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Good afternoon @hopetoheal and @jenniferhunter. I have read with interest the medical options that you two have presented. If history helps, I will share with you my experience with Reiter's syndrome. I was diagnosed with that after hiking in Europe about 1998 after eating lamb in Liechtenstein. Because of that diagnosis, my company's medical insurance dropped me. I tried private insurance and they also declined to help me after requesting and reviewing my medical tests. I can't remember the medication I was given. I do remember it had serious side effects. They were afraid I would be costly to them. Hopefully, things have improved.
Chris

REPLY
@jenniferhunter

Hello Hopetoheal and welcome to Connect. I am not sure what your test results are negative for, but it sound like you have a Lyme disease diagnosis in addition to the spine issues of a herniated disc and ankylosing spondylitis. That is enough to create neurological issues. You could be affected by both the Lyme and the spine issues producing overlapping symptoms. Electric shocks and burning tend to be nerve pain from physical compression of the nerve and could be caused from the spine issues if it is causing nerve root compression. Muscle twitching can also come from nerve compression.

Unfortunately Lyme disease is misunderstood by many doctors and it has a lot of coinfections, so it is group of infections that need treatment. Sometimes what kills off one bacteria doesn't affect the others. The doctors who are Lyme specialists are in the ILADS group.

Here is some information that may be helpful for Lyme.
https://www.lymedisease.org/lyme-basics/co-infections/babesia/
Here are some links that describe the challenges with testing for Lyme disease which isn't just one specific organism causing an infection, but many. The accuracy of a blood test is also affected by how long it has been since exposure to infection, and if the body has mounted an immune response against it, and how that would change over time. The Igenex test covers more bands in comparison which you can read about from the link below. The best answer to your question would be from an ILADS doctor who could explain the limitations of testing. For some of the co-infections that accompany the Lyme bacteria, there are no diagnostic tests and the doctor evaluates the patient physically in addition to testing they do. They might test to see how many specific white blood cells are responding to an infection because Lyme can destroy the white cells that are trying to protect the body by fighting it, and the test would show a reduction in the white cells.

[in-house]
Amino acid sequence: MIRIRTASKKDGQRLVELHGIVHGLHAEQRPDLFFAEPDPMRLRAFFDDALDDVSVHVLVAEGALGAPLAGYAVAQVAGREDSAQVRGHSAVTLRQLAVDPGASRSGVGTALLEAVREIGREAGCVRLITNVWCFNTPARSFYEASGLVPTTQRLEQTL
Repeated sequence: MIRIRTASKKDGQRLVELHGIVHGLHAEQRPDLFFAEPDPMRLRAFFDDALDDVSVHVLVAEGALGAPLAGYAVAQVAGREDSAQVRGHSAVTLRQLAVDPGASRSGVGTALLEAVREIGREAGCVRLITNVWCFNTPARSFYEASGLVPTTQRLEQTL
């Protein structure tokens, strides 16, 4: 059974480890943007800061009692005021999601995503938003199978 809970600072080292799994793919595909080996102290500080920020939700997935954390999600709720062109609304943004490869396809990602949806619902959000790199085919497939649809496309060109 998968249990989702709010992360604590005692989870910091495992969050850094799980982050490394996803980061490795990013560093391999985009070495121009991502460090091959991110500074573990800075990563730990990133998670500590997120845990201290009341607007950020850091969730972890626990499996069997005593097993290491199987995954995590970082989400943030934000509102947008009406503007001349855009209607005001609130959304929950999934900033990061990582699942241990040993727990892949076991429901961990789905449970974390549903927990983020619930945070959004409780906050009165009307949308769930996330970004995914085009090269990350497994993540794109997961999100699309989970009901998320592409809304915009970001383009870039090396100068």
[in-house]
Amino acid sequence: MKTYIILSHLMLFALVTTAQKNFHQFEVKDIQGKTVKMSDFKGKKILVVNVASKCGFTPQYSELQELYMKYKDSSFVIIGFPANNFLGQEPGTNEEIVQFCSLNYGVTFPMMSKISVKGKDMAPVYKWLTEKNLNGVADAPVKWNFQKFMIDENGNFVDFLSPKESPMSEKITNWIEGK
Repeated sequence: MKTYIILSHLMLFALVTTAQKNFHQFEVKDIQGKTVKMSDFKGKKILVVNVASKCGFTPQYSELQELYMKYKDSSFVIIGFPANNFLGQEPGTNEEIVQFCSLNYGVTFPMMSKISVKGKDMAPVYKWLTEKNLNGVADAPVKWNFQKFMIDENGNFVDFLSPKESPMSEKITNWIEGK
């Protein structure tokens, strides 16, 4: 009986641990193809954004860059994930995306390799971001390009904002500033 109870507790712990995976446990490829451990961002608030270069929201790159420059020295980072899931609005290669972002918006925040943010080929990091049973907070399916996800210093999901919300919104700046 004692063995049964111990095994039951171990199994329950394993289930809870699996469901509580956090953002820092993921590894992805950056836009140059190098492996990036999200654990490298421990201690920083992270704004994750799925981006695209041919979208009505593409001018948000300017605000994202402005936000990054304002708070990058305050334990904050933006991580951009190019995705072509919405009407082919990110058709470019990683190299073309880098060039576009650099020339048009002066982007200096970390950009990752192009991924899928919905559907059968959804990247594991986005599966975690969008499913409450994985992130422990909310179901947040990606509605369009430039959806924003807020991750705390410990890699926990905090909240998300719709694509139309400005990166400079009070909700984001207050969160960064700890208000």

https://www.ilads.org/research-literature/controversies-challenges/
https://iladef.org/education/lyme-disease-faq/
https://igenex.com/the-igenex-advantage/
The Western Blot test is not very accurate and does miss diagnosing Lyme Disease. That is a costly mistake to make if Lyme Disease goes un-diagnosed for years. The doctors who are the experts at treating Lyme are in the ILADS group. The Igenex lab has more accurate tests. https://igenex.com/ Lyme destroys white blood cells that are your immune system.

Lab in Germany https://www.arminlabs.com/en

Here is a link to ILADS (International Lyme Disease Association). https://www.ilads.org/patient-care/ilads-treatment-guidelines/

Here is the Lyme treatment guideline
https://lymediseaseassociation.org/wp-content/uploads/2009/08/BurrGuide200810.pdf
There is an educational documentary call "Under Our Skin" which profiles several patients and their treatment and controversy about Lyme. https://underourskin.com/

Hopefully through ILADS, you can find a Lyme specialist. If you already know you have this, it needs to be treated by a specialist who understands it. The Lyme mimics other diseases and will just confuse the diagnosing of the other problems. A single course of antibiotics won't touch it if the bugs are inside biofilms inside your body. The "Under Our Skin" documentary explains that discovery. Lyme does cause brain fog, but also low oxygen levels from lung disease will do that too. Sometimes it seems like it is a puzzle that you take apart and solve piece by piece. Seeing a neurologist to help figure out what is causing the neurological symptoms is a great start. I am a little surprised that you don't have a neurologist given the diagnoses that you already have. Have you been seen by a neurologist or spine specialist before? Do you still have a relationship with those doctors or are you starting over looking for new specialists?

Jump to this post